Recalling, in this regard, that journalists, media professionals and associated personnel engaged in dangerous professional missions in areas of armed conflict shall be considered as civilians and shall be respected and protected as such, provided that they take no action adversely affecting their status as civilians,

           Deeply concerned by all human rights violations and abuses committed in relation to the safety of journalists and media workers, including killing, torture, enforced disappearance, arbitrary arrest and arbitrary detention, expulsion, intimidation, harassment, threats and other forms of violence,

           Expressing deep concern at the increased number of journalists and media workers who have been killed, tortured, arrested [A/HRC/RES/33/2, PP15]or detained in recent years as a direct result of their profession,

           Expressing deep concern also at the growing threat to the safety of journalists posed by non-State actors, including terrorist groups and criminal organizations,

           Acknowledging the specific risks faced by women journalists in the exercise of their work, and underlining in this context the importance of taking a gender-sensitive approach when considering measures to address the safety of journalists, in order to ensure that the experiences and concerns of women journalists are effectively addressed [A/72/290 SG Report para. 80]andgender stereotypes in the media are adequately tackled, [A/72/290 SG Report paras. 74, 77]

           Acknowledging alsothe particular risks with regard to the safety of journalists in the digital age, including [A/HRC/RES/33/2, PP20]the particular vulnerability of journalists to becoming targets of unlawful or arbitrary surveillance or interception of communications in violation of their rights to privacy and to freedom of expression,

  1. Condemns unequivocally all attacks and violence against journalists and media workers, such as torture, extrajudicial killings, enforced disappearances, arbitrary arrest and arbitrary detention, as well as intimidation, threats and harassment including through attacks on, or the forced closure of their offices and media outlets, in both conflict and non-conflict situations; [A/HRC/RES/33/2, OP1]

                                       1bis. Further condemns unequivocally the specific attacks on women journalists in the exercise of their work, including sexual and gender-based discrimination and violence, intimidation and harassment, online and offline; [A/HRC/RES/33/2, OP2]

  1. Strongly condemns the prevailing impunity for attacks and violence against journalists, and expresses grave concern that the vast majority of these crimes go unpunished, which in turn contributes to the recurrence of these crimes;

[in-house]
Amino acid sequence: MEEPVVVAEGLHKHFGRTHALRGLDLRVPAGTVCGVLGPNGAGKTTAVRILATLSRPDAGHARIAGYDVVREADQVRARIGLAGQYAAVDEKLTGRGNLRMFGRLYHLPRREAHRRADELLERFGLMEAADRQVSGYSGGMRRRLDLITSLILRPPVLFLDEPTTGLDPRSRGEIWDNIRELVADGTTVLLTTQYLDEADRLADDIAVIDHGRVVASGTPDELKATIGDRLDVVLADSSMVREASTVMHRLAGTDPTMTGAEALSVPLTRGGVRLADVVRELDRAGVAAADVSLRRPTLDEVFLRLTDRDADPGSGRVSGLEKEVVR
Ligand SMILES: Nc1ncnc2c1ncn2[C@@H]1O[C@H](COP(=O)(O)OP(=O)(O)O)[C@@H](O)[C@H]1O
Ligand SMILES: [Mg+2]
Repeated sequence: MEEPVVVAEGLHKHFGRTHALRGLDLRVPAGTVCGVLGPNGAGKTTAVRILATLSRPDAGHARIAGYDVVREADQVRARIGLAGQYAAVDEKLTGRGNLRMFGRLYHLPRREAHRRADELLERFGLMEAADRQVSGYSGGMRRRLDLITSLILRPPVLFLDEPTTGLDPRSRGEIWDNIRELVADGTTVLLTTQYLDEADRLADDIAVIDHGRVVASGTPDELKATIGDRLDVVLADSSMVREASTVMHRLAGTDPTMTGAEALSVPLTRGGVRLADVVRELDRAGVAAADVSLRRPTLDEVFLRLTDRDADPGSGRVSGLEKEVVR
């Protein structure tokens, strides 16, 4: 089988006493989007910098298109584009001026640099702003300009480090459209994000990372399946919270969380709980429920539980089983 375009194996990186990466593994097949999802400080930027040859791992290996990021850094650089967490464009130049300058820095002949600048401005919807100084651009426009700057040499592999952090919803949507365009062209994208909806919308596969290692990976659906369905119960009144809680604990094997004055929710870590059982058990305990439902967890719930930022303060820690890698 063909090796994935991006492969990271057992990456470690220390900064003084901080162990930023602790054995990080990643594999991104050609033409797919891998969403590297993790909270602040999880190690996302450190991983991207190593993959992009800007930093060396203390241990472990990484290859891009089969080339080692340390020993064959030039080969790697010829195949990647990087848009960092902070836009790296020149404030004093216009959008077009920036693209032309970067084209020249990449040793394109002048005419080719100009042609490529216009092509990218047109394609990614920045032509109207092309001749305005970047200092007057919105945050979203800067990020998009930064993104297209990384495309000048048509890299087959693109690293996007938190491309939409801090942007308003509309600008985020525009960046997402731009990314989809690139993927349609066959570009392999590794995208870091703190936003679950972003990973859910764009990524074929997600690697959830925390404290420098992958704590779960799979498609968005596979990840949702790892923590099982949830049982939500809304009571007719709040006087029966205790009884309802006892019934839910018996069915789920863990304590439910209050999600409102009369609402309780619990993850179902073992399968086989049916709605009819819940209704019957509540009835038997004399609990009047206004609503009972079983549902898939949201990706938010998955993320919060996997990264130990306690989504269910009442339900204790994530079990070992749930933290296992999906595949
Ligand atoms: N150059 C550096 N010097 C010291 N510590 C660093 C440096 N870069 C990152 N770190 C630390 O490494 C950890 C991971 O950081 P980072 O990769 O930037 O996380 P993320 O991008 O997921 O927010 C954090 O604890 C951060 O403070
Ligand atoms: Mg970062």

2. Calls upon States to implement more effectively the applicable legal framework for the protection of journalists and media workers in order to combat the pervasive impunity, including through enforcement mechanisms with the capacity to pay systematic attention to their safety;
  3. Urges the immediate and unconditional release of journalists and media workers who have been arbitrarily arrested or arbitrarily detained, [A/HRC/RES/33/2, OP9]taken hostage or who have become victims of enforced disappearances;
  4. Calls upon all States to pay attention to the safety of journalists covering events in which persons are exercising their rights to peaceful assembly and freedom of expression, taking into account their specific role, exposure and vulnerability;
  5. Encourages States to take the opportunity of the proclamation of 2 November as the International Day to End Impunity for Crimes against Journalists to raise awareness regarding the issue of the safety of journalists and to launch concrete initiatives in this regard;
  6. Requests the United Nations Educational, Scientific and Cultural Organization, in consultation with relevant entities of the United Nations system, and mindful of the provisions of the annex to Economic and Social Council resolution 1980/67 of 25 July 1980, to continue to facilitate the implementation of the International Day in collaboration with Governments and relevant stakeholders;
  7. Urges Member States to do their utmost to prevent violence, threats and attacks against journalists and media workers, to ensure accountability through the conduct of impartial, speedy, thorough, independent and effective investigations into all alleged violence, threats and attacks against journalists and media workers falling within their jurisdiction, to bring perpetrators, including those who command, conspire to commit, aid and abet or cover up such crimes to justice, and to ensure that victims and their families have access to appropriate remedies;